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CPR training saves boy's life
Aucoin Kaiser Daily Herald Staff Writer
A quick-thinking nanny -- and adequate CPR
training -- saved the life of a 10-month-old Vernon Hills boy
Wednesday morning. When R.J. Jacobson started choking on a tiny
wooden letter he had popped in his mouth, Sueanne Lineberger of
Grayslake immediately administered the Heimlich maneuver until the
baby resumed breathing. "By the time the paramedics arrived, R.J.
was smiling, and I was throwing up," the 39-year-old Lineberger said
with a laugh.
A wooden letter had fallen off a handmade picture frame and somehow
the curious little boy found it in the carpet, Lineberger said. In
just seconds, Lineberger said, R.J's face turned gray and his eyes
were bugging out. She gave him three blows to the back and chest
compressions. She pulled out the letter with tweezers. When
Countryside Fire Department paramedics arrived close to 9 a.m.,
Lineberger had dislodged the object, and R.J. was breathing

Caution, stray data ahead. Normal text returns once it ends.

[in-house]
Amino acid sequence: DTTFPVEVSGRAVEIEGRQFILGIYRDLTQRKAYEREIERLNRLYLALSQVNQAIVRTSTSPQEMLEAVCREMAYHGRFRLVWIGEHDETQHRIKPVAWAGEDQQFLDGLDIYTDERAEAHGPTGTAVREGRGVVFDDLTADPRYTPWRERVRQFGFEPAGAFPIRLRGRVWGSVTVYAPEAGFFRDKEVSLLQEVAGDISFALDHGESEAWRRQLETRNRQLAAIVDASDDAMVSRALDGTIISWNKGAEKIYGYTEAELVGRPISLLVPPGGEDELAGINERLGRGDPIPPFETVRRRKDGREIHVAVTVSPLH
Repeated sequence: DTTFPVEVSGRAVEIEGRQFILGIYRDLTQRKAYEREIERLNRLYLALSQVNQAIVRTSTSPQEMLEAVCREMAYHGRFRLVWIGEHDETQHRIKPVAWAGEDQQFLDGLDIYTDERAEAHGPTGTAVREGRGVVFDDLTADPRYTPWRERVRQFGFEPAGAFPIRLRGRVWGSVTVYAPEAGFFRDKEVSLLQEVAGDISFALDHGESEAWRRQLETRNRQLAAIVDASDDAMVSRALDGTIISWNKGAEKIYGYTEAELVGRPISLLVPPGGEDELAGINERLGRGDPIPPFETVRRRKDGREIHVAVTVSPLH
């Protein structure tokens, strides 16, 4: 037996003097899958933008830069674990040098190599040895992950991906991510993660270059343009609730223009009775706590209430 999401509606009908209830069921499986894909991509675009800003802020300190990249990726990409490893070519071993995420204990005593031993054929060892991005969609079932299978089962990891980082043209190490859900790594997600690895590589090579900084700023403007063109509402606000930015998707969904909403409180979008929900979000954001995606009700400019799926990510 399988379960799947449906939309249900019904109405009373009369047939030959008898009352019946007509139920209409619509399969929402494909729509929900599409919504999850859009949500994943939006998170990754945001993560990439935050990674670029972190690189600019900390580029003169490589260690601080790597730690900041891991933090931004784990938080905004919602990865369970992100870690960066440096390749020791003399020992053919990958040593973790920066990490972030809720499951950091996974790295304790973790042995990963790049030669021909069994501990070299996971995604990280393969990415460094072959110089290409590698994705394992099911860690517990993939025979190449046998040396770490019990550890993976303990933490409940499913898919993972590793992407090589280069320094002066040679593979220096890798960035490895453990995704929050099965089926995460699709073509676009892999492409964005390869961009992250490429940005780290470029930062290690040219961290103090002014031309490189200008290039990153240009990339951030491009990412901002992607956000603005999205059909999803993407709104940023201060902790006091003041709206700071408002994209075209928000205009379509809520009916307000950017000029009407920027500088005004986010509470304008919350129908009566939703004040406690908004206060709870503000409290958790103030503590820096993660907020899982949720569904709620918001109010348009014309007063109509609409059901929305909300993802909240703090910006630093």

normally. "She did everything right," said Countryside Fire Capt.
Chris Kazian said. "They did a great job of teaching her at the
Grayslake Fire Department."
Lineberger, who recently became a nanny after a longtime career as a
family psychologist, took the three-hour CPR class in Grayslake
eight months ago. "I've been certified since I was 20, and this is
the first time I've ever used it," Lineberger said. "I'm just
ecstatic that it came to me."
For several years, the Grayslake Fire Department has offered CPR
training in conjunction with the Grayslake Community Park District.
"We always have a good turnout," Captain Peter Nowak said. "Many new
parents and child-care providers attend." In his 12 years with the
department, Nowak said the choking incident marks the first direct
link he's seen between the training and a real-life emergency. "I'm
very pleased that someone who received our training was able to use
it," Nowak said.
Being certified in CPR was an "absolute requirement" R.J.'s mother,
Kathie Jacobson, said she had for anyone hired to care for her son.
"The parents deserve a lot of credit," Lineberger said. "They really
checked me out, checked my background thoroughly. It's terrible to
think someone could have a lost a child because of what the sitter
didn't know." Jacobson took R.J. to the pediatrician later Wednesday
just to verify that he was all right. "He's no worse for the wear,"
she said, while feeding him lunch. "I think it was harder on me and